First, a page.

Wednesday, May 18, 2011

Another Blow to the Health IT Idealists: Sony CEO Howard Stringer, and HHS OIG, on Information Security

In a series of Healthcare Renewal posts such as those linked below, I pointed out that healthcare IT information security was largely a pipe dream, and that plans to create a national network of health information, while a seductive idea dating to the beginnings of computer networking, is not a good idea now.

Now you can hear it from another source: The CEO of one of the world's largest electronic companies, Sony.

Emphases mine:

Sony CEO Warns of 'Bad New World'
Wall Street Journal
May 8, 2011

TOKYO—After spending weeks to resolve a massive Internet security breach, Sony Corp. Chief Executive Howard Stringer said he can't guarantee the security of the company's videogame network or any other Web system in the "bad new world" of cybercrime.

Mr. Stringer's comments in a phone interview Tuesday, ahead of a New York roundtable discussion with reporters, come on the heels of a trying month for Sony. The company partially restored two of its online game systems and a streaming movie and music service over the weekend after shutting the services for several weeks when a breach compromised the personal information of more than 100 million account holders.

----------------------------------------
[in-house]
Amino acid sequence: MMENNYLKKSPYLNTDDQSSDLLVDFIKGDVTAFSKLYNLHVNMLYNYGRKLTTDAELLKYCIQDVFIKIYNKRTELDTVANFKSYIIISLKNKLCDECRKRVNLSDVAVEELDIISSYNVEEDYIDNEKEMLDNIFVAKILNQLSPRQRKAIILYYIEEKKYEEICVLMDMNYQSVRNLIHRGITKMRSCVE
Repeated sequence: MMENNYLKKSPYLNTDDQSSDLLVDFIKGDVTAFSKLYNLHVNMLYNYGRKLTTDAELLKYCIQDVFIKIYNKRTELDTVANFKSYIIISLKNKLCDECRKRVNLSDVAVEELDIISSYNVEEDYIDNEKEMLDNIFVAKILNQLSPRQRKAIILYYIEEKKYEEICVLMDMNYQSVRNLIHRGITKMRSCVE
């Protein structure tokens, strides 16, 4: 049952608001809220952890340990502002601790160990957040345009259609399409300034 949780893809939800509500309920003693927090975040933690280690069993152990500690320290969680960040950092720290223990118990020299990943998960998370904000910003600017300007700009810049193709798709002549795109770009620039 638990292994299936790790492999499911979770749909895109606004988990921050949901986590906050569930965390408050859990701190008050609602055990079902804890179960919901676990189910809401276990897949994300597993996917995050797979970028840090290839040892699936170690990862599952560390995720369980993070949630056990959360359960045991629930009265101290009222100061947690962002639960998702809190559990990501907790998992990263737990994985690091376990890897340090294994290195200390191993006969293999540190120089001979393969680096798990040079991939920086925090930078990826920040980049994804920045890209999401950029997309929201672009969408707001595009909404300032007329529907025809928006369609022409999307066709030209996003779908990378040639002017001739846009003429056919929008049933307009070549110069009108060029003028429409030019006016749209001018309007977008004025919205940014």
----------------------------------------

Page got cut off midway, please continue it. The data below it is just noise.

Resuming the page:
While Sony has restored part of the PlayStation Network—an online game system for its PlayStation 3 videogame console—in the U.S. and Europe and bolstered security measures, Mr. Stringer, 69 years old, said maintaining the service's security is a "never-ending process" and he doesn't know if anyone is "100% secure."

He said the security breach at PSN, Sony Online Entertainment, an online game service for personal-computer users, and its Qriocity streaming video and music network his company could lead the way to bigger problems well beyond Sony, or the gaming industry. He warned hackers may one day target the global financial system, the power grid or air-traffic control systems. [And healthcare, where identity theft, data alteration, and data destruction might occur - ed.]

I really don't think this is the time to be setting up a national health information network.

Beyond that, I offer no additional comments, other than that regarding the impossibility of keeping healthcare information secure on a national or even regional network, you may have heard it first here at Healthcare Renewal.

It would be prudent and consistent with the Hippocratic Oath to tone down our grandiose expectations and grandiose plans for these technologies in healthcare.

If you feel insecure yet, just wait a moment.